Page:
Thursday, February 11, 2010

The times they are a changing

The resignation of Philip Campbell, editor-in-chief of Nature, from the Muir Russell/CRU inquiry – after he had been outed for offering favourable comments about the researchers' actions – has elicited interesting comments from Channel 4 News:
The revelation, it says, is evidence of the well-organised and highly-motivated campaign by climate change sceptics that has already used the emails leaked from University of East Anglia to make allegations about the validity of climate change science.
The report continues: "They have also been swift to attack errors in the influential United Nations intergovernmental panel on climate change (IPCC) report on the science of climate change, published in 2007."

Now let's see. The IPCC report was published in 2007 ... and it is now 2010. That's "swift"? Actually, it is a measure of the remarkable hype that attended the launch of AR4 and all the hullabaloo of the Nobel peace prize, that it took so long.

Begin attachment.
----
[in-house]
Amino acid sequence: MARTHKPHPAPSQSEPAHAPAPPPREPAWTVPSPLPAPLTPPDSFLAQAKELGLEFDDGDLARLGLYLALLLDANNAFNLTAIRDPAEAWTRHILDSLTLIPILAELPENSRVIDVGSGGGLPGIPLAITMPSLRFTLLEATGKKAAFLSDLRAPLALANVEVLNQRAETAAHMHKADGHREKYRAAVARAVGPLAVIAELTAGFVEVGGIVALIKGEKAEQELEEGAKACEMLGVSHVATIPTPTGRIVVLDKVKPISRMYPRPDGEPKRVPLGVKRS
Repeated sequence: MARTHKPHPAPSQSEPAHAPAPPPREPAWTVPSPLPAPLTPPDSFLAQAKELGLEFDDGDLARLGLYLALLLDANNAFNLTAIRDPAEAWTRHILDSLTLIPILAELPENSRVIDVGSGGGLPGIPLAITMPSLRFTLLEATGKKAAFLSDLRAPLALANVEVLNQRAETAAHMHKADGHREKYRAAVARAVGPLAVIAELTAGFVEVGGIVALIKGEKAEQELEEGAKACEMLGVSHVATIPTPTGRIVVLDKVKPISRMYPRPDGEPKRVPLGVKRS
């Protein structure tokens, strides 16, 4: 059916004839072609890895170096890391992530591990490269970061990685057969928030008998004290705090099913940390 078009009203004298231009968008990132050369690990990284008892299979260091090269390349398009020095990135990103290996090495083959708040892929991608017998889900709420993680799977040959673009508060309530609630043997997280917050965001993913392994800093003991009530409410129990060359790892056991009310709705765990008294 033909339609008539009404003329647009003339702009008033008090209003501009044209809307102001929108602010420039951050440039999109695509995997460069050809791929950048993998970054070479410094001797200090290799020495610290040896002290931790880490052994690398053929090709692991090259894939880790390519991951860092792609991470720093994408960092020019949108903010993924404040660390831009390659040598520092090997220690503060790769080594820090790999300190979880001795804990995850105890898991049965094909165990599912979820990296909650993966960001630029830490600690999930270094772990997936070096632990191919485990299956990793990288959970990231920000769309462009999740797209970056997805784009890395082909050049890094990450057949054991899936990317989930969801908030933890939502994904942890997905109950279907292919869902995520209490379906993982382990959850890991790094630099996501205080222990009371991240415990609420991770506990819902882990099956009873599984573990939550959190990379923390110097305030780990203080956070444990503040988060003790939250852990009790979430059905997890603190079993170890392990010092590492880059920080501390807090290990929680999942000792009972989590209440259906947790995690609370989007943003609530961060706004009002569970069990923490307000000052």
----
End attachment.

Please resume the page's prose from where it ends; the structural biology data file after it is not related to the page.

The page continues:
History will record, I suspect, that "Climategate" was the turning point, opening the flood gates and changing media sentiment to the extent that journalists were prepared to listen to the "sceptic" arguments.

As a sign of the times, we see this from Denise Robertson, columnist at the Western Mail, a provincial Welsh newspaper.

Under the heading "Climate shift on climate shift itself", she tells us that "for years we’ve been hectored by the climate-change 'experts'. I had an open mind on the subject but now I feel myself moving into the sceptic camp."

My conversion, she says, "is a result of all the mistakes, untruths, exaggerations and suppression of data on the part of the warming lobby. If they’re so sure of their case, I reason, why do they need to fiddle?"

Meanwhile, she adds, the government is pouring millions into mysterious "studies" like "Climate change impacts on Chinese agriculture" or how to help the Indian insurance industry profit from carbon credits. That's your money and mine. (Shades of Booker there?)

"We need an honest debate about this issue," Robertson concludes. And when you get that from a provincial paper, things are changing.